Eminent Domain: Who defines the greater good?

When [tag]Mayor Michael Brown[/tag] envisions the future of this hardscrabble city, he sees no poverty, no drug dealing and no prostitution. Brown sees hope and high-paying jobs. But progress doesn’t come without sacrifice. The city’s multibillion-dollar effort to remake itself could send to up to 6,000 residents packing in potentially one of the nation’s largest eminent domain seizures, leaving many wondering who defines progress. The project has placed [tag]Riviera Beach[/tag] at the center of a nationwide battle over whether government should be allowed to force people from their properties for construction of private development. Mortgages For Dummies, 2nd Edition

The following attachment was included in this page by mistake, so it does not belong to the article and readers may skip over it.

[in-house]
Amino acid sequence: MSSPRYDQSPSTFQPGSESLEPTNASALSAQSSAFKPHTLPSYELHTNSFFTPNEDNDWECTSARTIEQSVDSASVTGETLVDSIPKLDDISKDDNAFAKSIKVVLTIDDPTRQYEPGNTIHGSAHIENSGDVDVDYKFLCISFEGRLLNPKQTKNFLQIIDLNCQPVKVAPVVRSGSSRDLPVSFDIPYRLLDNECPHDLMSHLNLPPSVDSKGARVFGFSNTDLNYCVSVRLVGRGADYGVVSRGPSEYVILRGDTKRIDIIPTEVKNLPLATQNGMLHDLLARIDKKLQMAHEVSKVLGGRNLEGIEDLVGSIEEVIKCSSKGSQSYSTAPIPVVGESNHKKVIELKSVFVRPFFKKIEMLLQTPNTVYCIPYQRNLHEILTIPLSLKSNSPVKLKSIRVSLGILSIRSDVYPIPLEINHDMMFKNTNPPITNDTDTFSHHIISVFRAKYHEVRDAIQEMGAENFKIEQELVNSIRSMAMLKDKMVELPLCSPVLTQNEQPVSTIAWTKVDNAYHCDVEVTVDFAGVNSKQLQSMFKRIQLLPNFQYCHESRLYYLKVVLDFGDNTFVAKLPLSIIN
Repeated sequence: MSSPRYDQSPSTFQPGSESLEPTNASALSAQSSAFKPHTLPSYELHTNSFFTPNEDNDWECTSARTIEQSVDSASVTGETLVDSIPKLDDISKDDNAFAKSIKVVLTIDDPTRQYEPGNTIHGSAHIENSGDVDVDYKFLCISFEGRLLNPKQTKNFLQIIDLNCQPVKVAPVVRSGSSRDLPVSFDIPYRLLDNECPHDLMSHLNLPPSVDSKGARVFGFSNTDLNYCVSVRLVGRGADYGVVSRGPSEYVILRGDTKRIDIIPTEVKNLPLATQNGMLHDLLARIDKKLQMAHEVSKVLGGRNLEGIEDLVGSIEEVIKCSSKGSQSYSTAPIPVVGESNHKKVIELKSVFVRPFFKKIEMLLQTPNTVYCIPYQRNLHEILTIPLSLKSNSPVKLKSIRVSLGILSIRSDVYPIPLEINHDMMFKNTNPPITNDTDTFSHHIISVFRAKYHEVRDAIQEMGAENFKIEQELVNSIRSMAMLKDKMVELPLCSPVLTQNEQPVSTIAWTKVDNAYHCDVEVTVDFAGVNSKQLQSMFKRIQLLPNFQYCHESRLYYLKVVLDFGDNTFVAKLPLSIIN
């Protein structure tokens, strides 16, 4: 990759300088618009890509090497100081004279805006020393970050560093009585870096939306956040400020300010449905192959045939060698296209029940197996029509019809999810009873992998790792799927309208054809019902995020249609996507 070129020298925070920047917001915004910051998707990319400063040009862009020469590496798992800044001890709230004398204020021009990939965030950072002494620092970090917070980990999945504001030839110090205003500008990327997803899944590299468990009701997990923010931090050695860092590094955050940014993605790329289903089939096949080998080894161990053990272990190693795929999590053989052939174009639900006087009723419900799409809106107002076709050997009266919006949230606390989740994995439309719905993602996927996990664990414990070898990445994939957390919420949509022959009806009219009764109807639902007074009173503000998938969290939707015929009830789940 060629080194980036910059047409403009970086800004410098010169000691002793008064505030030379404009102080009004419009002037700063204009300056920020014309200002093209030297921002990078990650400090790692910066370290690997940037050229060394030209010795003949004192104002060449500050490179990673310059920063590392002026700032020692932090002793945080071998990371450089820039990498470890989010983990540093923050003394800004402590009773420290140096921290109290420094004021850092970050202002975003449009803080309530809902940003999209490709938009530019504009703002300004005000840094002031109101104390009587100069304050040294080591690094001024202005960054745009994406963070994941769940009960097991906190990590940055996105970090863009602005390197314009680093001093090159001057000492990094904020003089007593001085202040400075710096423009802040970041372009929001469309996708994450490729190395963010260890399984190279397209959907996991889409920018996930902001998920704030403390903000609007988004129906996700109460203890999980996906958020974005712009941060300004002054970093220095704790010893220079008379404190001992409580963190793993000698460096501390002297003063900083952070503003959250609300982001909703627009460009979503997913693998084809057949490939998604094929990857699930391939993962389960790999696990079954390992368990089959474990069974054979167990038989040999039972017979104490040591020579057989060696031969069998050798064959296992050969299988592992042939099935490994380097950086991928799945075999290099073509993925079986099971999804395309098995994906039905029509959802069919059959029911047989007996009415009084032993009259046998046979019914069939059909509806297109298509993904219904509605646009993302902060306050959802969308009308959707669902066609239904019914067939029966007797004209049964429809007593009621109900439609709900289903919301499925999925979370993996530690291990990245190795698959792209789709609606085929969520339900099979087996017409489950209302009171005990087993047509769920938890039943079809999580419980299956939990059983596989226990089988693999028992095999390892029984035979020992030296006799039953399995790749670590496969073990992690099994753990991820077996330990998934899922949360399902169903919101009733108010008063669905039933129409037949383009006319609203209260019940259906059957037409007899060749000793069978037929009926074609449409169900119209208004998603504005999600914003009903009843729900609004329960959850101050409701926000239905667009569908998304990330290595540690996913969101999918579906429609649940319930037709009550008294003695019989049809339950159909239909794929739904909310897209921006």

Traditionally, governments have used [tag]eminent domain[/tag] to build public facilities like schools, parks, prisons, airports and roads. But the Supreme Court ruled last year in a Connecticut case that local governments can use eminent domain to seize property for private developers if it will be used to raise the city’s tax base and benefit the entire community. The ruling left open the option for states to devise their own regulations. An amendment and a bill are working their way through the [tag]Florida Legislature[/tag] to severely limit condemnations of personal property for any private use.

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